LEXINGTON, Ky. (LEX 18) — Fayette County Public Schools opened classrooms to thousands more students Monday morning after sixth-, ninth- and 12th-graders were invited back to in-person learning for the first time in nearly a year.
Southern Middle School Principal Kevin Payne said he and his staff were excited to welcome about 85% of the school's sixth-graders back to the building Monday morning.
"We can't wait for our seventh and eighth graders to be here as well. But to get those kids in the building for the first time, you know, a lot of them have never been at Southern before," he said. "So just making sure they were comfortable, making sure they knew where to go, and having a lot of adults to greet them and welcome them. That was our main plan is just to make them feel comfortable and excited about being at school today."
Sixth-grader Bella Grace Coulter said she was "ecstatic" when she found out her grade would have the option to return to in-person learning. But like any first day, there were some nerves -- Hers, COVID related.
" I think that wearing the mask will be a little bit of a struggle you know...be hard to breathe in," she said.
Payne said they would give students mask breaks throughout the day but would keep students walking on one side of the hallways, in alphabetical order for contact-tracing reasons, require thermal thermometer readings upon entry to the building, pre-packaged breakfasts and lunches, perform extra cleaning, and to avoid gatherings refrain from using lockers, instead require students to carry their supplies from classroom to classroom.
"If I'm a parent, I want my kid to be safe when I send them to school so that's our goal here at Southern," Payne said.
Bella Grace's mother Kelli Coulter said she was most excited for her daughter to see her teachers but also "getting back in meeting friends, and being around people."
"It's awesome because I've had to do the past few months of online learning and it's been a really, really hard struggle for me especially since I love school. And I'm so happy to be back here because I've really wanted that experience since the beginning," said Bella Grace.
Payne said having sixth grade back first was a bonus.
"They're new to the building. They don't know where to go, they don't know the shape of our building they don't know where exploratory classes are, where all their core classes are," he said. "So, being able to have them for a week is good to walk them through the processes of our everyday, middle school life. And then we'll get seventh and eighth grade back next week. They've been here done that so they're kind of, you know, the leaders."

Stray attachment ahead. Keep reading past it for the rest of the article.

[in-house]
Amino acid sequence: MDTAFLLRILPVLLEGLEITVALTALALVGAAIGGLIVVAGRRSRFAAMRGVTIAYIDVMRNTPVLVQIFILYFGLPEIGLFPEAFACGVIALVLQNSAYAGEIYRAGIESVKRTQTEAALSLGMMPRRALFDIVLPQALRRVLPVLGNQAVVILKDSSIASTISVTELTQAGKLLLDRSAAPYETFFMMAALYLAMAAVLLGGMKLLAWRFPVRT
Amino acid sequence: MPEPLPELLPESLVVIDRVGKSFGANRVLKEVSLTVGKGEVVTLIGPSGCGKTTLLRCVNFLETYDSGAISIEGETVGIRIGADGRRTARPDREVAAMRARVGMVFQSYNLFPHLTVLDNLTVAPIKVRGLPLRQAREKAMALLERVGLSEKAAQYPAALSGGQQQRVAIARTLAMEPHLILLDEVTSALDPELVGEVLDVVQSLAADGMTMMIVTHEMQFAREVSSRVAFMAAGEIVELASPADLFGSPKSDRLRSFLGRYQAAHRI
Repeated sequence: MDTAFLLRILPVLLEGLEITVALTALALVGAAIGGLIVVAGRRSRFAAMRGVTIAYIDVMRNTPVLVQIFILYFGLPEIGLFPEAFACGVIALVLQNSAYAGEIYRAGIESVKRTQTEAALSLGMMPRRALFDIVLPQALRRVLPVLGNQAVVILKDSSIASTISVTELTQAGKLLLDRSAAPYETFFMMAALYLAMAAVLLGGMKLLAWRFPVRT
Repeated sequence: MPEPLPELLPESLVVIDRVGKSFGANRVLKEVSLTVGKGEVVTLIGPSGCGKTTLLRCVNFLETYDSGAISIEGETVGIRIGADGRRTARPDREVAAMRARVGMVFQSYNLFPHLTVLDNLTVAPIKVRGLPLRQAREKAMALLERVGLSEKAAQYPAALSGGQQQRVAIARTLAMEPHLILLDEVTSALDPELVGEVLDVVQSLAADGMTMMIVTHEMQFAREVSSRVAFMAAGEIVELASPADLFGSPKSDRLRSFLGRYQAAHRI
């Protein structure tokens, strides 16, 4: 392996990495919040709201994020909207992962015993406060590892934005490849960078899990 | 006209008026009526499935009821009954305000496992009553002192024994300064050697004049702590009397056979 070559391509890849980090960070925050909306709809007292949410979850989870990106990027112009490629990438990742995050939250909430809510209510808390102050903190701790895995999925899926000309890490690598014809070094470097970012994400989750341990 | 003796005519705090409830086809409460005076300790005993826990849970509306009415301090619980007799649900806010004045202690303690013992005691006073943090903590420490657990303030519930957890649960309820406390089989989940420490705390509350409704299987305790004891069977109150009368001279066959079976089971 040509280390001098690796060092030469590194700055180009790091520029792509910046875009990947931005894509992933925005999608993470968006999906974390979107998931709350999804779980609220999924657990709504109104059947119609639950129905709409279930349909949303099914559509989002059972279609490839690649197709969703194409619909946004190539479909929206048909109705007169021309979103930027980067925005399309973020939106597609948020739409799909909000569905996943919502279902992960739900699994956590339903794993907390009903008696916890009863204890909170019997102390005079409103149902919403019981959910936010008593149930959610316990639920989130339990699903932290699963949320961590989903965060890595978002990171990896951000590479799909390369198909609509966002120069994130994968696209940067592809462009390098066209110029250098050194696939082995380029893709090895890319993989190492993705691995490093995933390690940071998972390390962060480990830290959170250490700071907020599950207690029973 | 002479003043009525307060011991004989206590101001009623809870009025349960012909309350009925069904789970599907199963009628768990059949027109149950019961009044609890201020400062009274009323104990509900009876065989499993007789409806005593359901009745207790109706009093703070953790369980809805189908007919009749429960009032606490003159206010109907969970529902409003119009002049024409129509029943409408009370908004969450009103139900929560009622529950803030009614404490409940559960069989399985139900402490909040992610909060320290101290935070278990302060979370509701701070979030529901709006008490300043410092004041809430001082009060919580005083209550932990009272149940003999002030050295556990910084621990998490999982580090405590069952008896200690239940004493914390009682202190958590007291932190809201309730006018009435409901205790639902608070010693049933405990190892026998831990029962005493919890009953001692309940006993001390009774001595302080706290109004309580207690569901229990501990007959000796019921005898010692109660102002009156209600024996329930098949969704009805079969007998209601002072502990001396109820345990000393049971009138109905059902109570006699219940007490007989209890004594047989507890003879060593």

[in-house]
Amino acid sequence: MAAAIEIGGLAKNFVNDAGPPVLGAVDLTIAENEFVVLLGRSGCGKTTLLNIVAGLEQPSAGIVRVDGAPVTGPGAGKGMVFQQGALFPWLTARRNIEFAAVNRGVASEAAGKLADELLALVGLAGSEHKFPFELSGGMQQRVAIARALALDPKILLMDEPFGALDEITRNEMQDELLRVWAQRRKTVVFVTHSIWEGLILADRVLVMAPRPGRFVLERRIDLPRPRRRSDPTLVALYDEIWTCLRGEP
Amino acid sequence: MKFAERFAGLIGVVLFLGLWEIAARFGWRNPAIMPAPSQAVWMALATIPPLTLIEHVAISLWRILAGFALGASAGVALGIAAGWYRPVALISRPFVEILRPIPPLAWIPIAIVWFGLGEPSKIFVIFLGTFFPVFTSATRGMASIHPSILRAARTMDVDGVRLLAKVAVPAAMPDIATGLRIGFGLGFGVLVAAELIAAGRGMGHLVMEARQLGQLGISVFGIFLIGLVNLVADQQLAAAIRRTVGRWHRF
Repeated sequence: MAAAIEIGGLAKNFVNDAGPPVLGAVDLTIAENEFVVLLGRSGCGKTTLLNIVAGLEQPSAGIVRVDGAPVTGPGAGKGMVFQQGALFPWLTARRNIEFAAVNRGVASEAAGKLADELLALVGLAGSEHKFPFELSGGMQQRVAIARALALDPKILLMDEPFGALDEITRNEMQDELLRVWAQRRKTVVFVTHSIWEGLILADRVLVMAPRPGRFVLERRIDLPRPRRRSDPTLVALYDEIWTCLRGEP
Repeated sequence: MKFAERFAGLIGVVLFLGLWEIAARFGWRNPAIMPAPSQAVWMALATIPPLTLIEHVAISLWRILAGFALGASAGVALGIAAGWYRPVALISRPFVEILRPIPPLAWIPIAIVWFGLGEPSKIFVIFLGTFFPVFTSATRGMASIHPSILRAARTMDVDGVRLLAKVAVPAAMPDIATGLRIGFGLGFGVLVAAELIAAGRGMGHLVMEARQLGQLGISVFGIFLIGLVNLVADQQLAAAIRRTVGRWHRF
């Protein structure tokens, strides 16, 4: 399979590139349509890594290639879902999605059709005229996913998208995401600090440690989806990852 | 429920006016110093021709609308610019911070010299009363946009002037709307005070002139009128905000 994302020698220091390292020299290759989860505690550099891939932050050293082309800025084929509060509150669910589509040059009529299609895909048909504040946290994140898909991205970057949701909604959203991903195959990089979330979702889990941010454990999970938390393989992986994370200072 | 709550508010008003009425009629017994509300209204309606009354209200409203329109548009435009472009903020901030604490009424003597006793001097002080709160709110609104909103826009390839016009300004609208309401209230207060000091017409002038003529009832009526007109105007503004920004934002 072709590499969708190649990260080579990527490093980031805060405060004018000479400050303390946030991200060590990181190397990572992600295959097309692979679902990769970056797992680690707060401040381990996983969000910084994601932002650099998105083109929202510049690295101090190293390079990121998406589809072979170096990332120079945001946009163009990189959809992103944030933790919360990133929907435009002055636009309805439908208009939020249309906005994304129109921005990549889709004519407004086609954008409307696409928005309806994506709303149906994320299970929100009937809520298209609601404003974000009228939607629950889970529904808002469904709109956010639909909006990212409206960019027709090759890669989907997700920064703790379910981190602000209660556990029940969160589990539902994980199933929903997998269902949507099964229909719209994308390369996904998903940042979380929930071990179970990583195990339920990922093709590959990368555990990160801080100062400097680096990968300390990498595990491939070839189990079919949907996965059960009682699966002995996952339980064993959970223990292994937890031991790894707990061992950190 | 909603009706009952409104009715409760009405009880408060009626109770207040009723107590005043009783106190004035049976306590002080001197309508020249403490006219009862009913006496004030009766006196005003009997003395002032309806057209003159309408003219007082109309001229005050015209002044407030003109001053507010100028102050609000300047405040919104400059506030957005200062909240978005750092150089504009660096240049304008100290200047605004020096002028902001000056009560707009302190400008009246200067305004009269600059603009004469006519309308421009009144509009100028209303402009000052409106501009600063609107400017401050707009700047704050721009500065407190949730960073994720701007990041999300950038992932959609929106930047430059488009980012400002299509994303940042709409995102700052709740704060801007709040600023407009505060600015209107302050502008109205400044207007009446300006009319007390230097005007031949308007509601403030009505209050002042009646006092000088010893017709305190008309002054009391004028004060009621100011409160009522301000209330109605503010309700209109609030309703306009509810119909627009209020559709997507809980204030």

Payne said Southern Middle is expecting 85% of seventh- and eighth-graders to return on March 15. He also said that a majority of his teaching staff are back in the building.
"[Our] teachers are working very hard, whether at home or in-person," he said. "And they've got your kid's best interest at heart and they want to make them feel welcome and make them feel safe, and we're excited to get going. This is a year of firsts. But educators are relentless and resilient, you know, educators are resilient and I really think that they're up to the task. So, as we move forward, you know, we'll do our best, and we'll keep our kids safe and we'll make sure that they're learning at a high level."
That high level is something parents have told LEX 18 they are concerned about as some feel their children are falling behind. Payne said K-Prep testing in the spring will provide a data point.
"We'll get those kids prepared and you know they'll do their very best, but our big thing is social and emotional. We want our kids to, you know, get that aspect of it, and we want to close those learning gaps if they have them," he explained. "I think it's important that we see where the kids are, though. We want to know where those gaps are academically and socially so we can meet those needs. So if, you know, that's a test and you know we will use that data to drive our instruction. So, we don't want to anxiety or worrying about the test we just want a, you know, a data point where we can, you know, meet these kids as they move on to the next grade level."